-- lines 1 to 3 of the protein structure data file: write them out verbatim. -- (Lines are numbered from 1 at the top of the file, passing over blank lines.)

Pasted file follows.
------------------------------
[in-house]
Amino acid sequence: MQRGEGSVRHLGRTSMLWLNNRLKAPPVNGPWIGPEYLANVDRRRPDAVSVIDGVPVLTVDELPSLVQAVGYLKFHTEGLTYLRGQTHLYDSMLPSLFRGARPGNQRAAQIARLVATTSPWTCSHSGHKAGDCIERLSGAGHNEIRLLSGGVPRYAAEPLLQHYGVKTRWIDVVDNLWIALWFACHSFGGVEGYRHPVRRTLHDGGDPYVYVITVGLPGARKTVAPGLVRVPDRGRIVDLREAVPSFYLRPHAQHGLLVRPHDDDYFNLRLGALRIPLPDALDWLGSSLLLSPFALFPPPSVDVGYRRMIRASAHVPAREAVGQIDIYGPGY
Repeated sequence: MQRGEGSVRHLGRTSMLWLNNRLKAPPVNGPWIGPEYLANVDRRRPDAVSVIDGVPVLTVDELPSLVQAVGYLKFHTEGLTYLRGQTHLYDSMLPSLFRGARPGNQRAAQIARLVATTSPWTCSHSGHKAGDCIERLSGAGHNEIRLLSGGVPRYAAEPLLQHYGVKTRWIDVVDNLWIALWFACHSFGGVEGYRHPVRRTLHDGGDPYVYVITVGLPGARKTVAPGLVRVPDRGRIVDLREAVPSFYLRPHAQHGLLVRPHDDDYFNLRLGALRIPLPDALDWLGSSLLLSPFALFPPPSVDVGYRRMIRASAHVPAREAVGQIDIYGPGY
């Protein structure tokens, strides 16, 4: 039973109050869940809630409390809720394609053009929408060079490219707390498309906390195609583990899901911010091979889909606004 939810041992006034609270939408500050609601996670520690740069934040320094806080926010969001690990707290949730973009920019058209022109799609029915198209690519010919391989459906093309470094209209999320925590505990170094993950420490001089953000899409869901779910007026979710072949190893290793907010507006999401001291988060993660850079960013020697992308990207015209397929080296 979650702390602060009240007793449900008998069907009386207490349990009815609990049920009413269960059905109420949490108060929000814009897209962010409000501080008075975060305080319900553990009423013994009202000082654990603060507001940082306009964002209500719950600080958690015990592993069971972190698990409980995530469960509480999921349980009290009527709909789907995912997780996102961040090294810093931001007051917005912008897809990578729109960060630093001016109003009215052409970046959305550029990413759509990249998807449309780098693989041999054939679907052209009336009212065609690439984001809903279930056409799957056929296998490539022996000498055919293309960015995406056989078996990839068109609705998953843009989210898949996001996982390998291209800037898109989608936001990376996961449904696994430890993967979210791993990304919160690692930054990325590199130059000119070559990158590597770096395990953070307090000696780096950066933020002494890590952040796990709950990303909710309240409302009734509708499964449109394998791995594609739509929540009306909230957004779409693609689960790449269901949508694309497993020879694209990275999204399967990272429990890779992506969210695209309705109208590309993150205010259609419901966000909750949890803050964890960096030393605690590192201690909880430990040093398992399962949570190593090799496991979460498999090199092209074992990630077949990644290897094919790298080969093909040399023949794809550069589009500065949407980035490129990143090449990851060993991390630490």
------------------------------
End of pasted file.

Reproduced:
[in-house]
Amino acid sequence: MQRGEGSVRHLGRTSMLWLNNRLKAPPVNGPWIGPEYLANVDRRRPDAVSVIDGVPVLTVDELPSLVQAVGYLKFHTEGLTYLRGQTHLYDSMLPSLFRGARPGNQRAAQIARLVATTSPWTCSHSGHKAGDCIERLSGAGHNEIRLLSGGVPRYAAEPLLQHYGVKTRWIDVVDNLWIALWFACHSFGGVEGYRHPVRRTLHDGGDPYVYVITVGLPGARKTVAPGLVRVPDRGRIVDLREAVPSFYLRPHAQHGLLVRPHDDDYFNLRLGALRIPLPDALDWLGSSLLLSPFALFPPPSVDVGYRRMIRASAHVPAREAVGQIDIYGPGY
Repeated sequence: MQRGEGSVRHLGRTSMLWLNNRLKAPPVNGPWIGPEYLANVDRRRPDAVSVIDGVPVLTVDELPSLVQAVGYLKFHTEGLTYLRGQTHLYDSMLPSLFRGARPGNQRAAQIARLVATTSPWTCSHSGHKAGDCIERLSGAGHNEIRLLSGGVPRYAAEPLLQHYGVKTRWIDVVDNLWIALWFACHSFGGVEGYRHPVRRTLHDGGDPYVYVITVGLPGARKTVAPGLVRVPDRGRIVDLREAVPSFYLRPHAQHGLLVRPHDDDYFNLRLGALRIPLPDALDWLGSSLLLSPFALFPPPSVDVGYRRMIRASAHVPAREAVGQIDIYGPGY